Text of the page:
Nitric Oxide and Vasoactive Intestinal Peptide as Dual Mediators of Neurogenic Relaxation in the Sheep Middle Cerebral Artery

  • John D. Matthew
  • Roger M. Wadsworth
Part of the Experimental Biology and Medicine book series (EBAM, volume 26)


In the cerebral circulation, large arteries are thought to contribute significantly to total vascular resistance. The physiological regulation of these blood vessels has a neural component (1). The identification of the neurotransmitter mechanisms will allow a greater understanding of how the distribution of cerebral blood flow is controlled. Although it is over 60 years since cerebral arteries were shown receive a vasodilator innervation (reviewed in 8), the transmitter candidate(s) remains a source of controversy. In 1975, Lee et al (5) demonstrated in the cat that the response was non-adrenergic and non-cholinergic in nature. In recent years, evidence has accumulated from studies on cerebral arteries implicating nitric oxide (NO) as the mediator of neurogenic vasodilation (2,3).However, NO is highly diffusible through membranes and therefore could not be stored in vesicles or released in a directional manner like classical transmitters. One possibility is that following stimulation, another substance present in nerves may activate NO synthase to produce NO.


Vasoactive Intestinal Peptide Cerebral Circulation Electrical Field Stimulation Classical Transmitter Neurogenic Response 
These keywords were added by machine and not by the authors. This process is experimental and the keywords may be updated as the learning algorithm improves.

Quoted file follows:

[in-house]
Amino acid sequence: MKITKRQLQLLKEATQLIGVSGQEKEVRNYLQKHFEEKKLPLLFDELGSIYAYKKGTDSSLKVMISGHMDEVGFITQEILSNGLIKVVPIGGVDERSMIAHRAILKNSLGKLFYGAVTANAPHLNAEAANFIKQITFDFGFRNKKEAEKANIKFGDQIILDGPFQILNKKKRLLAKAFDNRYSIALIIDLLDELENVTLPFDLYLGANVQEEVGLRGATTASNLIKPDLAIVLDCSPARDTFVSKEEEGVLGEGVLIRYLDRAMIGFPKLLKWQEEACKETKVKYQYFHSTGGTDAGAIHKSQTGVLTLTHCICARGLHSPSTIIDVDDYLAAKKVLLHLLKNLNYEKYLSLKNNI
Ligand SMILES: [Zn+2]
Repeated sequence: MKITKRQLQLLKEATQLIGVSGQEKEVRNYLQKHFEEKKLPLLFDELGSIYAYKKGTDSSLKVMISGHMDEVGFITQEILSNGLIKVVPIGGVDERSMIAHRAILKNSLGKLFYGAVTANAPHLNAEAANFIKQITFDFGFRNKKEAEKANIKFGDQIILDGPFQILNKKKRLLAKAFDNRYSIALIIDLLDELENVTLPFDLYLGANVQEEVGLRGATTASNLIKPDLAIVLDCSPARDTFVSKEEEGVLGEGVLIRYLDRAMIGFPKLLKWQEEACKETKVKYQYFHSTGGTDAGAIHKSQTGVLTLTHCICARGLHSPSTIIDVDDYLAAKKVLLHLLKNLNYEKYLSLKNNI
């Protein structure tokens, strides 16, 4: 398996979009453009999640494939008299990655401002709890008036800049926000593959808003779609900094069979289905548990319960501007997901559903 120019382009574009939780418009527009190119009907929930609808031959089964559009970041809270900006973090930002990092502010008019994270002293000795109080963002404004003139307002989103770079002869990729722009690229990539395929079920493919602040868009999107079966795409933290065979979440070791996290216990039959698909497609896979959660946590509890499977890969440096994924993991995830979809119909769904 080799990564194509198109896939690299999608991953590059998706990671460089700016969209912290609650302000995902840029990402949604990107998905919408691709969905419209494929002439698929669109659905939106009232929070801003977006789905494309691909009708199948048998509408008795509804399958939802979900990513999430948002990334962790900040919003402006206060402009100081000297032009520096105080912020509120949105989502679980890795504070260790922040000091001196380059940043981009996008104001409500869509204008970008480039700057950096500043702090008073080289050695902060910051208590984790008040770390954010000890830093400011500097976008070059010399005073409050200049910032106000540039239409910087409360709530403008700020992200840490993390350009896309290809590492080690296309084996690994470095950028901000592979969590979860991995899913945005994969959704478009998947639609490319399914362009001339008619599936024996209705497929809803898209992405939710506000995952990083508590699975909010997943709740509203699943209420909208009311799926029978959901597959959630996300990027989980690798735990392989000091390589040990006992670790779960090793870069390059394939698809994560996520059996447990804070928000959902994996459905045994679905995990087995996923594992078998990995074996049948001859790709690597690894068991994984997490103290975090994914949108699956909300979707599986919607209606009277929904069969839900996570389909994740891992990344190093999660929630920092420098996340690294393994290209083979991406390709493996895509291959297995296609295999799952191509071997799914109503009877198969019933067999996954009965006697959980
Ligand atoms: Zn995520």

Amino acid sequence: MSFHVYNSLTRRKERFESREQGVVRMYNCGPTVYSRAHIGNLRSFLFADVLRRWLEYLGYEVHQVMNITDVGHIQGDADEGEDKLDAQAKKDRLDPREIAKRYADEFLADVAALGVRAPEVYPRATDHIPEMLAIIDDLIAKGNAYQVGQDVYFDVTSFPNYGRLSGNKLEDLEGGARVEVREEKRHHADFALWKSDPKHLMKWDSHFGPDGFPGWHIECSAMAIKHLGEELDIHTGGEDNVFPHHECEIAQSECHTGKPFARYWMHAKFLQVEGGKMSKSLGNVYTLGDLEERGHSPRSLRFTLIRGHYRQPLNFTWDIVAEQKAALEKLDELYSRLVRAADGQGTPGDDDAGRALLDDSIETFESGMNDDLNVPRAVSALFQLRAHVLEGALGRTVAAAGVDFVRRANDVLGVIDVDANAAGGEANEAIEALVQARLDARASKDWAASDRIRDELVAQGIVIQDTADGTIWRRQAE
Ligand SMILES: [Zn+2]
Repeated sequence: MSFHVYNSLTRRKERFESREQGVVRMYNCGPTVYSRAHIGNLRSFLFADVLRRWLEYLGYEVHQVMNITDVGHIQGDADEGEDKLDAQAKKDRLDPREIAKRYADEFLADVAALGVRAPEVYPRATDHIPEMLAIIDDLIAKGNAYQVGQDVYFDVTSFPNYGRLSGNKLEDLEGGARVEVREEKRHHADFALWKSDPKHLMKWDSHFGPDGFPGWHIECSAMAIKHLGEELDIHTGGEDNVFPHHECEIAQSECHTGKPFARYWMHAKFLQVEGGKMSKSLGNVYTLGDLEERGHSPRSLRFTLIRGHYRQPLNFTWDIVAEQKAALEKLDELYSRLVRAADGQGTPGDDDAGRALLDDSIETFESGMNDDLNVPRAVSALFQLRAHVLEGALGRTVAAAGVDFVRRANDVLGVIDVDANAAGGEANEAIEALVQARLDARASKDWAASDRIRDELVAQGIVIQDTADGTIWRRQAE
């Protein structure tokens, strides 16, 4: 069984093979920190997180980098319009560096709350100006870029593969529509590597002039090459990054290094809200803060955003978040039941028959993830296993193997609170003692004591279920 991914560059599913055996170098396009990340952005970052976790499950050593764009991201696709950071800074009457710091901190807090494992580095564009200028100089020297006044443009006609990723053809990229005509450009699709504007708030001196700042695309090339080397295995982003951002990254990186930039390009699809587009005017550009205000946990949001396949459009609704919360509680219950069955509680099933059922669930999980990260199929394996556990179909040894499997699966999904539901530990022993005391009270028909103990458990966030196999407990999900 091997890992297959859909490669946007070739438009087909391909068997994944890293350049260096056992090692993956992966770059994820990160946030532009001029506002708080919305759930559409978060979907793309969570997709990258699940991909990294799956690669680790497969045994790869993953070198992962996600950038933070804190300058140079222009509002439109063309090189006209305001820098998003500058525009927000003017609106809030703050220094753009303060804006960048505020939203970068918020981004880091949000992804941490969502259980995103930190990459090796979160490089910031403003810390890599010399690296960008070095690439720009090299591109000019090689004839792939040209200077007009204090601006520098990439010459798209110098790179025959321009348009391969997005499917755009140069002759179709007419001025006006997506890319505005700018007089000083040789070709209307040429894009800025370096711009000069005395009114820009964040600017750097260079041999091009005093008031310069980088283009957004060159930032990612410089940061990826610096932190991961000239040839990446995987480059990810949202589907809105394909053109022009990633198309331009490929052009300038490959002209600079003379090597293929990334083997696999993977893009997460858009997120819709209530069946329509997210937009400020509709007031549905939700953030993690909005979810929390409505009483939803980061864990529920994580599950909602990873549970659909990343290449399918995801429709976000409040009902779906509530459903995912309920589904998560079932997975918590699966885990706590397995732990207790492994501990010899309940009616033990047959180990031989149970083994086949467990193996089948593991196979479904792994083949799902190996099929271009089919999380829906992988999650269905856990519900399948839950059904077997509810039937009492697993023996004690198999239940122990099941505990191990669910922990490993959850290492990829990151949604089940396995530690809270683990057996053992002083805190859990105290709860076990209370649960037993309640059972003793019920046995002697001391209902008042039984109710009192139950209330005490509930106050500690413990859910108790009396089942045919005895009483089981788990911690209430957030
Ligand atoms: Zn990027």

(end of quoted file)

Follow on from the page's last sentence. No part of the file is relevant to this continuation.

Unable to display preview. Download preview PDF.

Unable to display preview. Download preview PDF.


  1. 1.
    Faraci, F.M. and D.D. Heistad.Regulation of large cerebral arteries and cerebral microvascular pressure. Circ. Res. 66: 8–17, 1990.PubMedCrossRefGoogle Scholar
  2. 2.
    Gaw, A.J., J. Aberdeen, P.P.A. Humphrey, R.M. Wadsworth and G. Burnstock. Relaxation of sheep cerebral arteries by vasoactive intestinal polypeptide and neurogenic stimulation: inhibition by L-NG-monomethyl-arginine in endothelium denuded vessels. Br.J.Pharmacol. 102: 567–572, 1991.PubMedCrossRefGoogle Scholar
  3. 3.
    Gonzalez, C. and Estrada C. Nitric oxide mediates the neurogenic vasodilation of bovine 11: 366–370, 1991.Google Scholar
  4. 4.
    Iadecola, C., A.J. Beitz, W. Renno, X. Xiaohong, B. Mayer and F. Zhang. Nitric oxide synthase-containing neural processes on large cerebral arteries and cerebral microvessels. Brain Res. 606: 148–155, 1993.PubMedCrossRefGoogle Scholar
  5. 5.
    Lee, T.J-F., C. Su and J.A. Bevan. Nonsympathetic dilator innervation of cat cerebral arteries. Experientia 31: 1424–1426, 1975.PubMedCrossRefGoogle Scholar
  6. 6.
    McCulloch, J. and L. Edvinsson.Cerebral circulatory and metabolic effects of vasoactive intestinal polypeptide. Am.J.Physiol. 238(Heart Circ.Physiol. H449–456, 1980.Google Scholar
  7. 7.
    Owman, C. Peptidergic vasodilator nerves in the peripheral circulation and in the vascular beds of the heart and brain. Blood Vessels 27:73–93, 1990.PubMedGoogle Scholar
  8. 8.
    Purves, M.J. The Physiology of the Cerebral Circulation. London, Cambridge University Press pp44–68, 1972.Google Scholar
  9. 9.
    Suzuki N, J.E. Hardebo and C. Owman. Origins and pathways of cerebrovascular vasoactive intestinal polypeptide-positive nerve fibres in the rat. J.Cereb. Blood Flow Met. 8:697–712, 1988.CrossRefGoogle Scholar

Copyright information

© Springer Science+Business Media New York 1994

Authors and Affiliations

  • John D. Matthew
    • 1
  • Roger M. Wadsworth
    • 1
  1. 1.Department of Physiology and PharmacologyUniversity of StrathclydeGlasgowUK

Personalised recommendations